These same public entities are typically regulated under the MS4 Permit where the criteria for MS4 Permit coverage is based on the type of entity (must be publicly owned) and where the entity is located (must be in an urbanized areas as determined by census data).

State-wide, these urbanized areas are scattered throughout New York State (see state urbanized areas map) and the clusters themselves include a variety of publicly owned entities, such as towns, villages, cities, counties, public universities. A closer look at jurisdictional boundaries and the location of urbanized areas is important as this granular information establishes which MS4 Permit requirements apply where in an MS4 community. .

In Albany County for example (see map), the urbanized area is limited to the most populated areas, with the cities and villages fully urbanized and the towns partially urbanized.  For fully urbanized municipalities, the MS4 Permit applies to the entire municipality. For partially urbanized municipalities, some MS4 Permit requirements apply to just the urbanized area, while others apply to the entire municipal boundary.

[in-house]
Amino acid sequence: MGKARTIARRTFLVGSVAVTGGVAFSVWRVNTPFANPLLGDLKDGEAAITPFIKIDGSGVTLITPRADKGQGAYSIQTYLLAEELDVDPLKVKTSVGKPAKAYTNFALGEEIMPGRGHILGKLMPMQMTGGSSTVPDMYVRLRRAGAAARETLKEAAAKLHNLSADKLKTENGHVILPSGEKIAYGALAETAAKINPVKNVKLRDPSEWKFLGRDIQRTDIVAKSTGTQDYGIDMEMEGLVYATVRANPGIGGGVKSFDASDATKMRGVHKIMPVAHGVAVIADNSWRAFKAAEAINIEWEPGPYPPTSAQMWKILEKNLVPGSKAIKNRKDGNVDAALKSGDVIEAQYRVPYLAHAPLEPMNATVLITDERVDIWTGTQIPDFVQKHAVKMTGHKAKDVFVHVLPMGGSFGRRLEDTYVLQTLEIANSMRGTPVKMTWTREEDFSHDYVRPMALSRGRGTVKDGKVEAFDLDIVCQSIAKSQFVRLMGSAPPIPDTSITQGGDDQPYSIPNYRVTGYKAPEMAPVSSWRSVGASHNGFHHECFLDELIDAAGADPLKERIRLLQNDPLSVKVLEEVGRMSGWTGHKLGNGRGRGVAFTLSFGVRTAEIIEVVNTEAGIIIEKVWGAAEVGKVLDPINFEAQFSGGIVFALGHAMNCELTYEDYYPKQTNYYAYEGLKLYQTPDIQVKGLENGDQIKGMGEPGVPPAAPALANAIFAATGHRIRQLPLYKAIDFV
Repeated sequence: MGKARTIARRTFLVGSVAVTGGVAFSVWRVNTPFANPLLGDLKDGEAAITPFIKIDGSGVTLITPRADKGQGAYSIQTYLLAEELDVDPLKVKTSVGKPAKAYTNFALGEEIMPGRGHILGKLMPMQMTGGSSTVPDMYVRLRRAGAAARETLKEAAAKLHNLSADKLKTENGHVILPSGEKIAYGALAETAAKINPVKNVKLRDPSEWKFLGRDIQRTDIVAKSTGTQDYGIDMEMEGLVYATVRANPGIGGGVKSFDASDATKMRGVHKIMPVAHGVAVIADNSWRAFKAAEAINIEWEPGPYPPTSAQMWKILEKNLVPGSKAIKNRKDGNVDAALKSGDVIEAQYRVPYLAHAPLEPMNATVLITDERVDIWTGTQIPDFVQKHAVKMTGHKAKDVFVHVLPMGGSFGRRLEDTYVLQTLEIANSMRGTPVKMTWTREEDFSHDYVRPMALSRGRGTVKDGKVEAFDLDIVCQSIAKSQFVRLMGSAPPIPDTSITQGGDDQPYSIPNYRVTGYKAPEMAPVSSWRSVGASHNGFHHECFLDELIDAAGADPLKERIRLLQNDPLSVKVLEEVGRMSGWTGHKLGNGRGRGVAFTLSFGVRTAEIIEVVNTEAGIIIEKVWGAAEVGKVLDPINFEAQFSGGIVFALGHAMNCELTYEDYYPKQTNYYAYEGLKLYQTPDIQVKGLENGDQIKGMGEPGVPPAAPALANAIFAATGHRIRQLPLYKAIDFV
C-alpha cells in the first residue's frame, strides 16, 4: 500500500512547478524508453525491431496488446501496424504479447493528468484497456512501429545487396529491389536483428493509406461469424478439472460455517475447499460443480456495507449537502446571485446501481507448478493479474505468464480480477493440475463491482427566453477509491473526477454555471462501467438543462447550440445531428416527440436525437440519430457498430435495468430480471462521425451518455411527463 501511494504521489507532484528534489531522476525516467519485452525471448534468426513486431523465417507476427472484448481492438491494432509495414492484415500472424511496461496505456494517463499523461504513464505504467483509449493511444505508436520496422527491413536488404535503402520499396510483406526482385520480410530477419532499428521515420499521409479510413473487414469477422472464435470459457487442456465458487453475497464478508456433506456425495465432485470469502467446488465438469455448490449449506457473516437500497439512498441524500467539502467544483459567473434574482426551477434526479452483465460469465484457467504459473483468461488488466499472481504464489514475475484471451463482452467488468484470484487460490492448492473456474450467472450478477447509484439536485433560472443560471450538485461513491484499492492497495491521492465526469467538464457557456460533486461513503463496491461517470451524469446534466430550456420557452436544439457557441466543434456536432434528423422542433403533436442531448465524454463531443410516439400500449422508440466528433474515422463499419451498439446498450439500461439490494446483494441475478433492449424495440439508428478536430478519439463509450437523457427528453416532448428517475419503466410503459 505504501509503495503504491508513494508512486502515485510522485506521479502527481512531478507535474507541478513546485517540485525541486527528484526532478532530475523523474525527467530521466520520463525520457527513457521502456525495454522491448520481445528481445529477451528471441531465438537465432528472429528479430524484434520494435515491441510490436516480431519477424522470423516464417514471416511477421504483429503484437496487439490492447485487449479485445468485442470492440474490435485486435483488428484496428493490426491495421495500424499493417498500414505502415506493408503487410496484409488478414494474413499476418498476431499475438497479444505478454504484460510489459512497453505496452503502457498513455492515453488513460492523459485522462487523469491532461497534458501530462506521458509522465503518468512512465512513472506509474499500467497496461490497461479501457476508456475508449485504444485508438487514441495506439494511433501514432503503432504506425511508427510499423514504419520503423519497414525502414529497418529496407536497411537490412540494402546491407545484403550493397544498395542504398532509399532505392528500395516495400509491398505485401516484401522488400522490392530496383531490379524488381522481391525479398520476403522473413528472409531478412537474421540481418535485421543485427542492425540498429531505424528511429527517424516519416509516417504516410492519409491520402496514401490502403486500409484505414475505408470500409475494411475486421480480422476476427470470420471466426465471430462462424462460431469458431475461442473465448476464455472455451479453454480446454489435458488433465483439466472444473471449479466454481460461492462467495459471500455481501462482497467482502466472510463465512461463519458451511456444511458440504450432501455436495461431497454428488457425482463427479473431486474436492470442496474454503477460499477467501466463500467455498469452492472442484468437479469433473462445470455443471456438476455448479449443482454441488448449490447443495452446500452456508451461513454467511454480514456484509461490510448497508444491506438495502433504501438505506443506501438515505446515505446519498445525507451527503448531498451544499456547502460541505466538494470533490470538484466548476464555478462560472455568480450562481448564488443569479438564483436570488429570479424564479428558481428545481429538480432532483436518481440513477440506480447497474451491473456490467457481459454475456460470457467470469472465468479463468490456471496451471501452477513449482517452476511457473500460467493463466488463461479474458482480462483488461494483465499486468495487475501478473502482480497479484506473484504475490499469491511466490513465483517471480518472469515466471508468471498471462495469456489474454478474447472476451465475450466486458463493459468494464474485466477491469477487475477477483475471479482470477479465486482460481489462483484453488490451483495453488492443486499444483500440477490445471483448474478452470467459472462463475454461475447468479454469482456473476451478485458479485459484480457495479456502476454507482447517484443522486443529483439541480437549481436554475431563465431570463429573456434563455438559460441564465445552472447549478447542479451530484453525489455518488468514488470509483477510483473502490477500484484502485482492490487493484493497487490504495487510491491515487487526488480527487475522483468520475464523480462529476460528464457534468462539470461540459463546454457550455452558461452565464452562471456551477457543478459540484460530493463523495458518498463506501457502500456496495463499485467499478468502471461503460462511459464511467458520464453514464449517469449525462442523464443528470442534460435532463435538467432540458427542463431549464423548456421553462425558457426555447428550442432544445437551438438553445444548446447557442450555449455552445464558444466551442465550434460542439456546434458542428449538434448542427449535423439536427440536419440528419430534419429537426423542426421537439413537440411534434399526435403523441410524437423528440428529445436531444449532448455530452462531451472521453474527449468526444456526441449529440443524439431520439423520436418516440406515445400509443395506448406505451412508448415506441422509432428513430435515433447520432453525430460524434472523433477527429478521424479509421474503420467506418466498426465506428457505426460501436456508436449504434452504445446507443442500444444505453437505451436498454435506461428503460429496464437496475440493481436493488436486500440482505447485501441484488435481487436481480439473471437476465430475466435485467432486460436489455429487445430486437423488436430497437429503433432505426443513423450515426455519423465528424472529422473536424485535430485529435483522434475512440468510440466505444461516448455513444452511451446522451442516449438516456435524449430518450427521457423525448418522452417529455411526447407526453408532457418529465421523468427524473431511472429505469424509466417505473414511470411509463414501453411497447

Albany County itself owns and operates stormwater infrastructure along it’s roads and within County owned facilities, some of which is in urbanized areas, some not.  For the County, stormwater infrastructure located in urbanized areas is subject to MS4 Permit requirements.

Public participation is a key element of the MS4 Permit and as such certain documents are made available for public review and comment. These documents include an annual report which is a standardized form developed by NYSDEC (see MS4 Permit Annual Reports ). The public is also encouraged to share comments about overall stormwater program implementation, with the SWMP Annual Evaluation which details program goals, a starting point (see Joint Annual Evaluation – SWMP)

Construction Activity Permit